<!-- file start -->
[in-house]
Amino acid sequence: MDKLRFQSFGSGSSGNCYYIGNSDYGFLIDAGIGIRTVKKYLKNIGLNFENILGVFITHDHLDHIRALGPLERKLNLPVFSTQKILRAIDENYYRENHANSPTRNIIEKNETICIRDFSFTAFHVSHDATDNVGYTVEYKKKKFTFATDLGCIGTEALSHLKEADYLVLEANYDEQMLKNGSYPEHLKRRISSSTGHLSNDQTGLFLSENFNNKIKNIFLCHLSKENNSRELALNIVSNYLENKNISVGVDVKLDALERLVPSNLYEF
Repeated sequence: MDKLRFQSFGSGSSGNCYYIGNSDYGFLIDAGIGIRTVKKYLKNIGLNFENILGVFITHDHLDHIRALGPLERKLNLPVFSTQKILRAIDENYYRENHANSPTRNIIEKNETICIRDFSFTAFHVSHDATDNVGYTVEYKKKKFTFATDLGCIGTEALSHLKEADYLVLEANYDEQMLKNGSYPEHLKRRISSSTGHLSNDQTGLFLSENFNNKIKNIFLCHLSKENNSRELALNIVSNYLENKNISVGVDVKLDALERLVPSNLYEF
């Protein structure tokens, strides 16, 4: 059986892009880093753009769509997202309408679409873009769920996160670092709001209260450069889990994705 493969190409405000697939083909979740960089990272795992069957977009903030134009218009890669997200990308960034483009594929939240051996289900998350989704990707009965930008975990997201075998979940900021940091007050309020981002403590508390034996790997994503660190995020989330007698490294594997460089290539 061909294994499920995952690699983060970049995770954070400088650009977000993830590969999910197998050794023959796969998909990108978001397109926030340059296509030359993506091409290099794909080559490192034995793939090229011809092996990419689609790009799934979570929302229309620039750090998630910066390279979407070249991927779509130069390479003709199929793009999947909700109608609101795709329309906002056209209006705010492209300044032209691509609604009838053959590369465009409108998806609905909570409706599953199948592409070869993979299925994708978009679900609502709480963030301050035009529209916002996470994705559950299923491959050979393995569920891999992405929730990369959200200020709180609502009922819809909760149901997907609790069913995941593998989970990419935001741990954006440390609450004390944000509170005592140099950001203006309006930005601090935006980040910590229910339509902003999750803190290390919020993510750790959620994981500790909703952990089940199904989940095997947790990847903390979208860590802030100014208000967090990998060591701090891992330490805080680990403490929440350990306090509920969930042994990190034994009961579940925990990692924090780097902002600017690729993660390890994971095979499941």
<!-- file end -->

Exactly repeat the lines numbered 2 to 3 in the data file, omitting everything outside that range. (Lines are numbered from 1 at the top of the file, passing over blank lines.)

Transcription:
Amino acid sequence: MDKLRFQSFGSGSSGNCYYIGNSDYGFLIDAGIGIRTVKKYLKNIGLNFENILGVFITHDHLDHIRALGPLERKLNLPVFSTQKILRAIDENYYRENHANSPTRNIIEKNETICIRDFSFTAFHVSHDATDNVGYTVEYKKKKFTFATDLGCIGTEALSHLKEADYLVLEANYDEQMLKNGSYPEHLKRRISSSTGHLSNDQTGLFLSENFNNKIKNIFLCHLSKENNSRELALNIVSNYLENKNISVGVDVKLDALERLVPSNLYEF
Repeated sequence: MDKLRFQSFGSGSSGNCYYIGNSDYGFLIDAGIGIRTVKKYLKNIGLNFENILGVFITHDHLDHIRALGPLERKLNLPVFSTQKILRAIDENYYRENHANSPTRNIIEKNETICIRDFSFTAFHVSHDATDNVGYTVEYKKKKFTFATDLGCIGTEALSHLKEADYLVLEANYDEQMLKNGSYPEHLKRRISSSTGHLSNDQTGLFLSENFNNKIKNIFLCHLSKENNSRELALNIVSNYLENKNISVGVDVKLDALERLVPSNLYEF